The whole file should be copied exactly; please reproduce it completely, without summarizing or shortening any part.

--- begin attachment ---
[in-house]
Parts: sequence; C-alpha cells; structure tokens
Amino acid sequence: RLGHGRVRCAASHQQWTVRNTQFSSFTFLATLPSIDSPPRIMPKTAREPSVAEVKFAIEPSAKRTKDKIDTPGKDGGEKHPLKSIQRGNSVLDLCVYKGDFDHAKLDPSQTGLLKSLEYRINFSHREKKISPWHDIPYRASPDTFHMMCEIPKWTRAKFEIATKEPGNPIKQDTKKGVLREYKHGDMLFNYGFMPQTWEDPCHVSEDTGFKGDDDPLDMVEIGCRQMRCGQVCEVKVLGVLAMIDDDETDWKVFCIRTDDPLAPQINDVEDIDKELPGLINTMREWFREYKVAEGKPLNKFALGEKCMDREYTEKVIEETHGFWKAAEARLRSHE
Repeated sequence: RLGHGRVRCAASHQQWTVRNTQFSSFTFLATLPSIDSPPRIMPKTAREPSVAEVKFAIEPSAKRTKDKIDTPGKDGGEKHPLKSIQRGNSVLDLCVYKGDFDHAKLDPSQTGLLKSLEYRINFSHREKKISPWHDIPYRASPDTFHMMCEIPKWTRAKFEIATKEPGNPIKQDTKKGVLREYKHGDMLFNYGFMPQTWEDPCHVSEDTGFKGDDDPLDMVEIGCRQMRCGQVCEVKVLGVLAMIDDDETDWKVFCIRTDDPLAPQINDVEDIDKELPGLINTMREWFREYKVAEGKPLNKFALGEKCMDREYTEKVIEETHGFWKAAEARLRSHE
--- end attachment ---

[in-house]
Parts: sequence; C-alpha cells; structure tokens
Amino acid sequence: RLGHGRVRCAASHQQWTVRNTQFSSFTFLATLPSIDSPPRIMPKTAREPSVAEVKFAIEPSAKRTKDKIDTPGKDGGEKHPLKSIQRGNSVLDLCVYKGDFDHAKLDPSQTGLLKSLEYRINFSHREKKISPWHDIPYRASPDTFHMMCEIPKWTRAKFEIATKEPGNPIKQDTKKGVLREYKHGDMLFNYGFMPQTWEDPCHVSEDTGFKGDDDPLDMVEIGCRQMRCGQVCEVKVLGVLAMIDDDETDWKVFCIRTDDPLAPQINDVEDIDKELPGLINTMREWFREYKVAEGKPLNKFALGEKCMDREYTEKVIEETHGFWKAAEARLRSHE
Repeated sequence: RLGHGRVRCAASHQQWTVRNTQFSSFTFLATLPSIDSPPRIMPKTAREPSVAEVKFAIEPSAKRTKDKIDTPGKDGGEKHPLKSIQRGNSVLDLCVYKGDFDHAKLDPSQTGLLKSLEYRINFSHREKKISPWHDIPYRASPDTFHMMCEIPKWTRAKFEIATKEPGNPIKQDTKKGVLREYKHGDMLFNYGFMPQTWEDPCHVSEDTGFKGDDDPLDMVEIGCRQMRCGQVCEVKVLGVLAMIDDDETDWKVFCIRTDDPLAPQINDVEDIDKELPGLINTMREWFREYKVAEGKPLNKFALGEKCMDREYTEKVIEETHGFWKAAEARLRSHE